A different, yet widely held criticism of Marx, the ineptly run distinctly non-utopian, and collapse of communist states, is actually an impotent point. The very introduction of communist states such as Russia, China and Cuba provides something of an enigma. Would these states have occurred without the work of Marx? Undoubtedly not, Marx predicted the advent of communism as a post capitalist epoch, however the aforementioned states, prior to communism where mainly rural economies, in the transition from feudal to capitalist societies, they missed a major step in Marx’s classical theory, because of the introduction of Marx’s classical theory. Without the need to highlight the failures of ‘communist’ states, a more incisive criticism of Marx is simply that he was wrong.

In key areas Marx’s predictions have not been fulfilled, for instance where Marx thought that class polarization would occur, in contemporary capitalist societies it is the middle class that has grown. This error is indicative of the major floor in Marx’s work, while Marx viewed the economy as determining social structure, he did not realize, and perhaps could not, just how complex economies would become. For example, instead of the bourgeoisie having complete control over the means of production, the development of stocks and shares means that it is not solely the bourgeoisie who have access to the profits that a company makes, or indeed, through shareholders votes how the company is run.

Despite these criticisms the Marxist perspective came to prominence during, that now legendary decade of social change, the 1960s where its picture of society based on conflict rather than consensus struck a cultural chord. The problem for Neo-Marxists was to account for the reasons why capitalism has remained resistant to the revolution, and of course refines, and build upon the ideas of Marx that would bring about its collapse. As alluded to earlier there are differing opinions amongst Neo-Marxists, where they agree is the rejection of complete economic determinism, (the idea that the structure of society is completely dependant on the economic base), however where they disagree is upon the extent to which the structure of society determines its members behavior.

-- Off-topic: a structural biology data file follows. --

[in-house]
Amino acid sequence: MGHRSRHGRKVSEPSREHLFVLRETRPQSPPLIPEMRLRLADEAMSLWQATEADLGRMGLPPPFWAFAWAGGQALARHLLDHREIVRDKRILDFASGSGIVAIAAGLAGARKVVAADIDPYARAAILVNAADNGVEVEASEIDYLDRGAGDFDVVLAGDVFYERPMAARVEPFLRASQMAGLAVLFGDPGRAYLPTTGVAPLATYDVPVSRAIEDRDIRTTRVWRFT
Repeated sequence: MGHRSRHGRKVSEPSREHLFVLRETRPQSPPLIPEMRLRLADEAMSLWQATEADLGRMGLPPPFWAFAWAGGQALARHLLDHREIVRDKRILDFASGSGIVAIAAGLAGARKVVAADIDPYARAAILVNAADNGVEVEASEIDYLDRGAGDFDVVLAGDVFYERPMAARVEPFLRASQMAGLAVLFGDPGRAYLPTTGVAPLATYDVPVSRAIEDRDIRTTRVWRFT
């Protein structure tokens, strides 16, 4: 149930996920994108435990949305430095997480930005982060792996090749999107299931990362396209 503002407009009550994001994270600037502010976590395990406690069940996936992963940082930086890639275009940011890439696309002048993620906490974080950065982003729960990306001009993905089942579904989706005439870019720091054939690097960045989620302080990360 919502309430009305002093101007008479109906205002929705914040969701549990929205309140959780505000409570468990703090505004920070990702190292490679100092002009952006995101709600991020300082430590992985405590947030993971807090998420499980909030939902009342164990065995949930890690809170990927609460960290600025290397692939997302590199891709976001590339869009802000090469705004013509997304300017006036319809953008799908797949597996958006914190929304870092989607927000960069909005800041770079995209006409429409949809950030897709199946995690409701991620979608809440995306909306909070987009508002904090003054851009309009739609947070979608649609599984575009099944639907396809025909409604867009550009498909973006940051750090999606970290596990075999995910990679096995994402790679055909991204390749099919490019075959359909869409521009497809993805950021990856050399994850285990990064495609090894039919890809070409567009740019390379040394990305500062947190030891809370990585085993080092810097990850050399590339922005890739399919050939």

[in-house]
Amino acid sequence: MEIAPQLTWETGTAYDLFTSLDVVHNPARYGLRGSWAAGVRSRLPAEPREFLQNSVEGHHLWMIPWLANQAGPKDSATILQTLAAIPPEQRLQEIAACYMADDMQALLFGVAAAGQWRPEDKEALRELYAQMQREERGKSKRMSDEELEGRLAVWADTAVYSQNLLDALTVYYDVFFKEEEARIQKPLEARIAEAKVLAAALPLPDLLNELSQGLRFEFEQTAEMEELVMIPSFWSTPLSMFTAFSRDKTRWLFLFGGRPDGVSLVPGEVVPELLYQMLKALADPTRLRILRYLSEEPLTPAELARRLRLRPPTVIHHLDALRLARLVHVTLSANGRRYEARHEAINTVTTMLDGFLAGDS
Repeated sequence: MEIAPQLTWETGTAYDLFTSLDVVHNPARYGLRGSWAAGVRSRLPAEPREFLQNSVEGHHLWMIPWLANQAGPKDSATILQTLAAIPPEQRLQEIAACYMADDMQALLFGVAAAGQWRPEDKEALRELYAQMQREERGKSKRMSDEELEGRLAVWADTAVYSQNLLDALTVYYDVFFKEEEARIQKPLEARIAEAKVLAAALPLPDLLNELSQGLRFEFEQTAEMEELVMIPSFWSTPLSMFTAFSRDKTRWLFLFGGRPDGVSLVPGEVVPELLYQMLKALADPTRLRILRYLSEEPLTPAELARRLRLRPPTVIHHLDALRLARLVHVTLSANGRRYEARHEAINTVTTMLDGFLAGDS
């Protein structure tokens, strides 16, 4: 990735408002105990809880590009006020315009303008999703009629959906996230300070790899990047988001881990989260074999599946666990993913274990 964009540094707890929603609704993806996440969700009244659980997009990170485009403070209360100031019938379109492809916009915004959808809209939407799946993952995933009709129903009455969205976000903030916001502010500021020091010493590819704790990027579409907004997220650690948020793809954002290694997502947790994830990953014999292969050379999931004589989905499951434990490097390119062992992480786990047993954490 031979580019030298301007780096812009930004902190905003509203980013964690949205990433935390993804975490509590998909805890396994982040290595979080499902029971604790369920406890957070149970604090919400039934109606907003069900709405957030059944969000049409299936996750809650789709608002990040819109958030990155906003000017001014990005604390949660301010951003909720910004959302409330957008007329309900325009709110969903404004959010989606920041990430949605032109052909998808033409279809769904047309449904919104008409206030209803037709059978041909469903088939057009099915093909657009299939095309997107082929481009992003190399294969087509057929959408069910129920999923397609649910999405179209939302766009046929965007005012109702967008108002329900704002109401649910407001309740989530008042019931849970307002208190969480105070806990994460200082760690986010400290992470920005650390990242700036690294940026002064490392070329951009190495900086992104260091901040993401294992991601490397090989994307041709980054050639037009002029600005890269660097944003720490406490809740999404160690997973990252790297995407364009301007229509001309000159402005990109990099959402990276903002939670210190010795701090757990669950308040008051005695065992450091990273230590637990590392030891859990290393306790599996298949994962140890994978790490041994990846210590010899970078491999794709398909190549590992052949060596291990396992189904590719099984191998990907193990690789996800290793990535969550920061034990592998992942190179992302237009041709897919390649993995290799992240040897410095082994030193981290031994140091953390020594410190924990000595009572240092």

Humanist Marxism, as the name suggests, begins with the assumption that humans can transform their environment, following from this assumption Humanist Marxists adopt the view that the bourgeoisie actively maintain their dominant position, and therefore the proletariat must actively seek to end it. A key contribution to this school of thought comes from Gramsci and his theory of hegemony (1971). Gramsci asserted that in order to maintain dominance, or be hegemonic, the bourgeoisie must actively disseminate ideas and beliefs that justify their position through the civil institutions of society such as the church or the press. For Gramsci the bourgeoisie is not a united group, the extent to which hegemony is achieved varies as the different groups within the bourgeoisie compete for power.